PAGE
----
A series of more than 80 letters, addressed by Humboldt
to the friend of his youth, Freiesleben, subsequently Director
of Mines at Freiberg, embracing a period from the time of
Humboldt's departure from Freiberg to the year 1845, have
been placed in my hands by his son, Herr Freiesleben, of
Dresden. From Professor Borchardt of Berlin I have received
13 letters addressed to Jacobi, the mathematician; from Pro-
fessor Kronecker 80 written to Lejeune-Dirichlet ; 30 addressed
to Gauss, through the kindness of Professor Schering of Grottin-
gen ; 54 to Schumacher, lent, by his sons at Valparaiso and
Altona ; 30 to Karsten, Privy Counsellor of Mines, through his
son, Professor Karsten, of 9e>l ; 1 1 to W. Struve and Fuss,
through Herr Otto von Struve, Director of the Imperial
Observatory at Pulkowa ; and 330 to Encke, which have been
lent to me by his heirs. From Dr. Gr. von Boguslawski I have
received 28 letters addressed by Humboldt to his father, the
late Director of the Observatory at Breslau ; from Herr Carus
of Dresden 12, addressed to his father, late surgeon to the king
and President of the Academy of Leopold-Charles ; and from
Dr. H. Vogel 9, addressed to the late Herr Vogel, Inspector
of Schools, the father of the unfortunate African explorer.
For a valuable collection of 50 letters I am indebted to Madame
Richards-G-agiotti, of Florence, and to Von Madler, formerly
Director of the Observatory at Dorpat, I am indebted for 19.
My thanks also are due to Professor Gralle of Breslau, Dr.
Luther of Bilk, Herr Reich of Freiberg, W. Weber of Grottingen,
Herr Wild of St. Petersburg, and Dr.Focke of Bremen, from
whom I have received various letters addressed either to them
or to their scientific friends.
From General Count von Helmersen of St. Petersburg, from
Herr Paschen of Schwerin, and others, I have received various
communications concerning Humboldt's scientific labours. I
am indebted to Herr Hermann of Cologne for 16 letters
addressed by Humboldt while a student at Grottingen to his
fellow-collegian Wegener ; while I have been furnished with a
series of 61 letters addressed to Eisenstein, the mathematician,
by the committee organised for the erection of a memorial to
Humboldt at Berlin.
I have also been so fortunate as to obtain possession of all
the papers belonging to Humboldt which at the time of his
death fell into the hands of his confidential attendant, Herr
Seifert. These consisted of 500 letters of recent date, most of
them written within ten years of his death, from royal per-
sonages, statesmen, men of science, and artists, besides various
sketches of maps and many original treatises, poems, &c., that
were presentations to Humboldt. I am also indebted to Herr
Seifert for the communication of several orders in Council, the
loan of some private letters an^an insight into some of the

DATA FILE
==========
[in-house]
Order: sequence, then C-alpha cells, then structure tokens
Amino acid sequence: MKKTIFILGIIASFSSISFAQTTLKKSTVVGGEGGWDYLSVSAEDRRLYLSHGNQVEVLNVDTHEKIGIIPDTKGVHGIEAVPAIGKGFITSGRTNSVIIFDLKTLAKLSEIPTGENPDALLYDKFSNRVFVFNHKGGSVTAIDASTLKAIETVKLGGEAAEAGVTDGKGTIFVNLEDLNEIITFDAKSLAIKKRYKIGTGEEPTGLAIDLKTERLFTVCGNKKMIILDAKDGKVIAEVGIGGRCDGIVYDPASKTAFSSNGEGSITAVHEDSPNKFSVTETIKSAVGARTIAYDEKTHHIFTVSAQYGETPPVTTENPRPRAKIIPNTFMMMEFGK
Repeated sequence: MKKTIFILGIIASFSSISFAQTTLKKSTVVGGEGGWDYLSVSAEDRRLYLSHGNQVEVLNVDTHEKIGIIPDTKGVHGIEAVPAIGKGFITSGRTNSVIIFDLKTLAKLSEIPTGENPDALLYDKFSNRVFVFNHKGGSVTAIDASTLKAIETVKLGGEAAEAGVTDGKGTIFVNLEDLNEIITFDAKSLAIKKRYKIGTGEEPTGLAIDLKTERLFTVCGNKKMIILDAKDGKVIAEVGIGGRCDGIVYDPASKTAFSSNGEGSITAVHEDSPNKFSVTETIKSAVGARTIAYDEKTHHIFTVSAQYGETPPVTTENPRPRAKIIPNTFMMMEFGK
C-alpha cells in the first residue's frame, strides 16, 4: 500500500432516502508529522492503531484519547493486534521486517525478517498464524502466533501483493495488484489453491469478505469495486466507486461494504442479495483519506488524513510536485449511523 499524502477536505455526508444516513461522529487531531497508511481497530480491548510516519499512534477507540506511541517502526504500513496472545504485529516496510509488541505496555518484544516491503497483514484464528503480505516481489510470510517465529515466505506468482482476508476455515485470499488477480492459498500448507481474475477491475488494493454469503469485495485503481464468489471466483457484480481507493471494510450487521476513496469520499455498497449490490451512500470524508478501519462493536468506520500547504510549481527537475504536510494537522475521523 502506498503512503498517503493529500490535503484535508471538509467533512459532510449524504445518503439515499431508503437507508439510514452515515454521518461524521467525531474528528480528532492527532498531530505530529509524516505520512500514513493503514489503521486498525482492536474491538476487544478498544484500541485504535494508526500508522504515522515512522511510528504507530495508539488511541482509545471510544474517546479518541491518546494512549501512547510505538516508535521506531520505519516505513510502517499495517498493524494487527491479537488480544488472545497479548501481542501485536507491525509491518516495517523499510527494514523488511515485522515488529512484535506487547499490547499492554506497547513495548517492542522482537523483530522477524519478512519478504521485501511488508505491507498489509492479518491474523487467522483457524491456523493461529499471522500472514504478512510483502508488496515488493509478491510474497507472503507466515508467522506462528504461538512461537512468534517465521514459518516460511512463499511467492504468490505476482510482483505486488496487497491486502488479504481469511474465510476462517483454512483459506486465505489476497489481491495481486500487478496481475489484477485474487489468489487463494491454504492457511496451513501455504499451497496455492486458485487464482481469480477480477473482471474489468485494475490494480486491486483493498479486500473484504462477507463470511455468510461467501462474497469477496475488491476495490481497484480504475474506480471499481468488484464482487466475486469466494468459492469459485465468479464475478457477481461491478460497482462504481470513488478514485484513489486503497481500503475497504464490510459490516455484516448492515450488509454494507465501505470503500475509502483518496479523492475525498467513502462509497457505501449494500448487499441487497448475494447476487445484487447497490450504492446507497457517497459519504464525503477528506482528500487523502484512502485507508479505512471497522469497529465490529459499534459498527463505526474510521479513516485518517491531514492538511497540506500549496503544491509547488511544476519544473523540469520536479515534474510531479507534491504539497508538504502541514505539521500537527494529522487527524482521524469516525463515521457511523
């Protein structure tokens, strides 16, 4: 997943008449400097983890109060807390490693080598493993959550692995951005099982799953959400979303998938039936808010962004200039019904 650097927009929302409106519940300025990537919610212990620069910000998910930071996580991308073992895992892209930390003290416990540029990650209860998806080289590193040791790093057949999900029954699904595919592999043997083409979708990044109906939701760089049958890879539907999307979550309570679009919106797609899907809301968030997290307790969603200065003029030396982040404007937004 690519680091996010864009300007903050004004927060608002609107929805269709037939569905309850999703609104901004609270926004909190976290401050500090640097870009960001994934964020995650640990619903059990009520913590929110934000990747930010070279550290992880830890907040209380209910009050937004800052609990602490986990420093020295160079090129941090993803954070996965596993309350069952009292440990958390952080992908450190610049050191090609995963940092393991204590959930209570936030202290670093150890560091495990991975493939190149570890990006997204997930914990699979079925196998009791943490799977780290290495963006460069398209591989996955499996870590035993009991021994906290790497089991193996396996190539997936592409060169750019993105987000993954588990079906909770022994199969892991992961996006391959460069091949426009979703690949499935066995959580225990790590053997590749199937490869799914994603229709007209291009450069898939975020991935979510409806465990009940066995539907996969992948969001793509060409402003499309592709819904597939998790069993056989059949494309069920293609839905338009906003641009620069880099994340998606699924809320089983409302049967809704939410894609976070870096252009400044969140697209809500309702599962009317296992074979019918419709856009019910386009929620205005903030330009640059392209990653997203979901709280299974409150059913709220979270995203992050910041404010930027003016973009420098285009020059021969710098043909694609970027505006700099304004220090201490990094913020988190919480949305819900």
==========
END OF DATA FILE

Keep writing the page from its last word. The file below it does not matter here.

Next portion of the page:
details of his domestic history.
In addition to the foregoing I may also mention that I have
received various letters and other documents from Herr Fried-
lander of Berlin, from Herr von Hermann of Munich, from
Herr von Carnall, from Professor Eudolph Wagner of Grottingen,
from Dr. Henry Lange of Berlin, from Romer of Lothein, near
Meissen, from Herr von Locher, from Herr Lehfeldt, from
Frau Groldschmidt nee, Kunth, from Fraiilein Schwenken of
Langendeinbach, and others.
From the Superintendents of the Royal Archives of Berlin I
received permission to inspect the public records containing any
reference to Humboldt, and I am indebted to them for much
valuable information in reply to my numerous inquiries.
Through the kindness of Herr von Weber, Director of the
Koyal Archives at Dresden, I was allowed to have access to the
State documents, and make abstracts from the various papers
having reference to Humboldt. By Professor Grneist of Berlin
I was offered the use of 295 letters to Bockh, which were
found among his papers. From Herr Of. Rose I received a
valuable addition to the Cancrin correspondence, consisting of
a number of unpublished letters and several important orders
in Council ; through the kindness of Professors Bellermann,
Curtius, Dove, and others, I have been granted a perusal of the
letters addressed to them by Humboldt.
To all those who have thus kindly assisted in the compi-
lation of this biography I would here express my most grateful
The words of William von Humboldt, which have been
selected as the motto for the first volume : ' My only conception
of biography is that of historical truth,' have served as a
guiding principle throughout the work.
In portraying the early life of Humboldt, in particular, the
Author has regarded it as a duty, not so much to controvert the
false and unfounded representations that have prevailed hitherto
regarding this period, but rather to support the statements of